Why Bicycles

There are more than one billion bicycles in the world today. That’s one bike for every six people. This means there are twice as many bikes as there are cars on our planet. And it’s not just happenstance.

Bicycles are an affordable and sustainable means of transportation. This makes them especially useful in developing countries. In Zambia, bicycle ownership increases a family’s income by an average of 35%. In India, owning a bike can increase household income by up to 37.5%. Bicimaquinas (“bicycle machines”) allow Guatemalan farmers to process their crops hundreds of times faster than they are able to do by hand.

Owning a bicycle increases one’s carrying capacity over walking by 5x, and their average speed by 4x. Carrying five times as much cargo four times as fast means one can carry twenty times as much cargo in the same amount of time it would take to walk. This means families spend less time running errands, businesses sell more goods, and employees can have better-paying jobs farther from home. Children can get to school, and the faster they get there, the safer they are on the way.

My favorite story originates in India, where a traveling knife sharpener uses his bike to make a living. He bikes to his customers and suspends the rear wheel, which is attached to a sharpening wheel. Sitting back on the bike, he then powers the sharpener with the bike pedals (at right; photo credit dailytravelphotos.com). There are a plethora of uses for bikes, and fixing bikes unlocks the possibilities for those in need. A skilled bicycle mechanic in an undeveloped country has a job for life.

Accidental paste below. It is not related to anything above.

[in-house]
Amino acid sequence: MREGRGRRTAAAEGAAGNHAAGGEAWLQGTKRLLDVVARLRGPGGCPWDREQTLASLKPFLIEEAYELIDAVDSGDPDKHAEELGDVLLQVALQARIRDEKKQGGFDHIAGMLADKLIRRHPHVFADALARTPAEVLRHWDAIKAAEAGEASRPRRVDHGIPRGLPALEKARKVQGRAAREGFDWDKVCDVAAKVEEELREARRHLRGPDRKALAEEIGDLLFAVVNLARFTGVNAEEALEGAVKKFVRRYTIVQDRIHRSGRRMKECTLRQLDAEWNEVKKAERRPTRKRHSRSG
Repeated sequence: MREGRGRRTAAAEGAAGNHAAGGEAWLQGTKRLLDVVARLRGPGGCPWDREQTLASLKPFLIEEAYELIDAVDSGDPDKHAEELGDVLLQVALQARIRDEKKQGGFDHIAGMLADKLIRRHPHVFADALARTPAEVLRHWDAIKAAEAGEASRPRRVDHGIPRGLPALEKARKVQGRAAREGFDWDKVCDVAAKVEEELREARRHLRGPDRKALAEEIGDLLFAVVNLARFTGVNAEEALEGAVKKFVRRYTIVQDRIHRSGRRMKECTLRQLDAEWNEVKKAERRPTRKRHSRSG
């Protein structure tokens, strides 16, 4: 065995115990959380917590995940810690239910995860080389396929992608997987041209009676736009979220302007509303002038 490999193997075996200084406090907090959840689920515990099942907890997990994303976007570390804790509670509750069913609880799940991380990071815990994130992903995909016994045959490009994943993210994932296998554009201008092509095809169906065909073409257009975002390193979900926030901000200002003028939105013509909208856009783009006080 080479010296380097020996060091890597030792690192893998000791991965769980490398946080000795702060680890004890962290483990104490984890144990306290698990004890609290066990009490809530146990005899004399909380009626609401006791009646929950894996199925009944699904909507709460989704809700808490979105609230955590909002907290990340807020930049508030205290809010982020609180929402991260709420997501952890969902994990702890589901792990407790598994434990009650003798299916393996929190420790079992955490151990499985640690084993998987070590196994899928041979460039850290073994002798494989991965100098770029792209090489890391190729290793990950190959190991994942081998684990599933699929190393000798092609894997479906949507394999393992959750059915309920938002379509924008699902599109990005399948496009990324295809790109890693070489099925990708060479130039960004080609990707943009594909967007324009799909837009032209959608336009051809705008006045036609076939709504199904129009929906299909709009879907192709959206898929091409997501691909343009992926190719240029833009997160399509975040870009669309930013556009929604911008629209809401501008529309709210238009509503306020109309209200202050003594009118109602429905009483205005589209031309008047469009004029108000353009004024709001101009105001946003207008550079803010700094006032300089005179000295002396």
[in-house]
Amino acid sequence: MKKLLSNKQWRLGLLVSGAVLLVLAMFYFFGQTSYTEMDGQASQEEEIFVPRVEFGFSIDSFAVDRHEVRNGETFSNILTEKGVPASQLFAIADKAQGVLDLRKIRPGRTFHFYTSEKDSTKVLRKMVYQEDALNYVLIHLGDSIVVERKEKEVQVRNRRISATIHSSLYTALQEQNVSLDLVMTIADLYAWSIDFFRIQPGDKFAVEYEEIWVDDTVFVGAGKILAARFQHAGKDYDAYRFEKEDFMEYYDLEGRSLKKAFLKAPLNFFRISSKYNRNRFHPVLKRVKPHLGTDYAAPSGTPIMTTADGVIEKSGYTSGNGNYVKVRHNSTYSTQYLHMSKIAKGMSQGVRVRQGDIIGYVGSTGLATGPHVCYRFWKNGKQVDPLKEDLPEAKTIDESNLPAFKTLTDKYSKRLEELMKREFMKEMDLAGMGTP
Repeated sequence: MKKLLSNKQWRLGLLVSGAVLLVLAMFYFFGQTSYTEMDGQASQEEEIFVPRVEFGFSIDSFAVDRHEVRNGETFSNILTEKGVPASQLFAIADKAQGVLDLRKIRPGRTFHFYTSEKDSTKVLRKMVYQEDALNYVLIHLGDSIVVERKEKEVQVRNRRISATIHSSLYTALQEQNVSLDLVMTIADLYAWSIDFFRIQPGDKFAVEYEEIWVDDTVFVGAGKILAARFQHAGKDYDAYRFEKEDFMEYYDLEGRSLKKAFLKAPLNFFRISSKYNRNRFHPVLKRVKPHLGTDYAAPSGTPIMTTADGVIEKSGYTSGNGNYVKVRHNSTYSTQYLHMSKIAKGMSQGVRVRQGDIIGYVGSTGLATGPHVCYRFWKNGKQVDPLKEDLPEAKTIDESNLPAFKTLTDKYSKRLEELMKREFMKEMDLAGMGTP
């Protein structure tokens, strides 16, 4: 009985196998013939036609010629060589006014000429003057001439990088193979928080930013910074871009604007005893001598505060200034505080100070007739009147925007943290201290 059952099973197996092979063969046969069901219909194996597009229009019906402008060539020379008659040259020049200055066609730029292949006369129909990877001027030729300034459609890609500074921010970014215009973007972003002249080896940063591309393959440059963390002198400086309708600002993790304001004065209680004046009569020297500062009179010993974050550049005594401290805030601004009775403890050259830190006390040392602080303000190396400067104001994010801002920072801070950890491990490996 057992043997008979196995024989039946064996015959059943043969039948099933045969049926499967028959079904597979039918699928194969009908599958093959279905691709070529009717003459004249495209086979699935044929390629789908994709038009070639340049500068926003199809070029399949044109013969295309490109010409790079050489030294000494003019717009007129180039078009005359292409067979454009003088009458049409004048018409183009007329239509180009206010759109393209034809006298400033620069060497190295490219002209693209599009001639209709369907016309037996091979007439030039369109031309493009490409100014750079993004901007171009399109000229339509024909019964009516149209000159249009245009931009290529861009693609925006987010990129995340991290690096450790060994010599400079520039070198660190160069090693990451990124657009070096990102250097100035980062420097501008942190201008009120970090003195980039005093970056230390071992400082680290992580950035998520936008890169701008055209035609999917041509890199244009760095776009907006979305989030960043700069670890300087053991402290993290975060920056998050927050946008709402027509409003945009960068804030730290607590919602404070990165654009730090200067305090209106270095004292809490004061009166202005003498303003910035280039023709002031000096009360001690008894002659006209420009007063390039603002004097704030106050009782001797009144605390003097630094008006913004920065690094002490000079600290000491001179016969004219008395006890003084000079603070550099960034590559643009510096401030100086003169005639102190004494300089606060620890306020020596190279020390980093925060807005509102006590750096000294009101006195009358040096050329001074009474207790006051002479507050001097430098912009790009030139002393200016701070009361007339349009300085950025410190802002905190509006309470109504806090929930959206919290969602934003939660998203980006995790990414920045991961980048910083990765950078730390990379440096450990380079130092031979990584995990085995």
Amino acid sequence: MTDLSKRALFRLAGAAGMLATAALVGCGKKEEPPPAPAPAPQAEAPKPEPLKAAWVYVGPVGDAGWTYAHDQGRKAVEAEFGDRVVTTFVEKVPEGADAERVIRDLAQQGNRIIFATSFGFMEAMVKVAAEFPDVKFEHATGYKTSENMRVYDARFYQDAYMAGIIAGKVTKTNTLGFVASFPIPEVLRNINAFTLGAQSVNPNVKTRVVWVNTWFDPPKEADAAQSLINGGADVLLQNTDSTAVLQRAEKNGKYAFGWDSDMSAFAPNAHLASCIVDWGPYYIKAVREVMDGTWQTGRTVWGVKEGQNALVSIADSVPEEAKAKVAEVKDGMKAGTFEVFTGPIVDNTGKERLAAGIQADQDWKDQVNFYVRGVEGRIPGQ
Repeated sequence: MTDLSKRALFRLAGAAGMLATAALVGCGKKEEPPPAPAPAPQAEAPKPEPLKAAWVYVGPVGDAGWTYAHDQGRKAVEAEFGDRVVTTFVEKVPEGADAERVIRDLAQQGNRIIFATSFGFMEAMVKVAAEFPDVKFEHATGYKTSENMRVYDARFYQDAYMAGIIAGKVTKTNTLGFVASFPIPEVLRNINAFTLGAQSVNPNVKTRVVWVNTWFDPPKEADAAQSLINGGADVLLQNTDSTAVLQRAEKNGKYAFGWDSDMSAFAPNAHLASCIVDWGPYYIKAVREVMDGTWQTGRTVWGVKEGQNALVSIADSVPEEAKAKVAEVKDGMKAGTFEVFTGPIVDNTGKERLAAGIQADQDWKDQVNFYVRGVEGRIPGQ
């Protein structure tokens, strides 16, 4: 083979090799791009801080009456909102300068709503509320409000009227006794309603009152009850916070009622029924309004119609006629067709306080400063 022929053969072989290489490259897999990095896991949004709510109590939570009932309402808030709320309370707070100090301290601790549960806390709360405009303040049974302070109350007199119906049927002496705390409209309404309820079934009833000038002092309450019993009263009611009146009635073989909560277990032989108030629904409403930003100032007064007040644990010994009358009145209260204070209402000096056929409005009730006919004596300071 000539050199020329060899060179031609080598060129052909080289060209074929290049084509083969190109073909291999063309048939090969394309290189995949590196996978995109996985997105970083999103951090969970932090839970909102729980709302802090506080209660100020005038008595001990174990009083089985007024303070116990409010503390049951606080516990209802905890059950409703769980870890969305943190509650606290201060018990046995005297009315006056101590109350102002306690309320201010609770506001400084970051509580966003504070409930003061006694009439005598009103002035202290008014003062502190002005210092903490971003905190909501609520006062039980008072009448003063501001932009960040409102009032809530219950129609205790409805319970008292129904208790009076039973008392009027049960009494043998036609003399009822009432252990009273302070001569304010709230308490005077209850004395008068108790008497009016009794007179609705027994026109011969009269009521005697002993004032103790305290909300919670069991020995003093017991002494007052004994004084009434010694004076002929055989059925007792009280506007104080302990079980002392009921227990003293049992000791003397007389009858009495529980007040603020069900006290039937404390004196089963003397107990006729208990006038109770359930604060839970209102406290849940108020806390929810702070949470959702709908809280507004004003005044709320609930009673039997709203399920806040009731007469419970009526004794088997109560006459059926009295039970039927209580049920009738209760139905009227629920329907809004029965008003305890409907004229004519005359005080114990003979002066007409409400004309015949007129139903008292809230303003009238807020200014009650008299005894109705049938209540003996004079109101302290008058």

Aside from the physical benefits bicycles provide, they are also the most sustainable means of transportation known today. Because they can coast, bicycles take even less energy than walking.


They regularly last 30 years or more. If everybody who rode a bike drove a car instead, there would be one thousand billion (1,000,000,000,000) more pounds of CO2 in the air than there are currently. In my opinion, true sustainability is not about disposal of the end product, it’s about using less in the first place. Bikes are a way for us to do just that.

If you want to help me make a difference by putting more working bicycles in the world, please consider donating. “Liking” the project on Facebook is a great way to spread the word.

I thought of that while riding my bicycle.

     Albert Einstein on the Theory of Relativity

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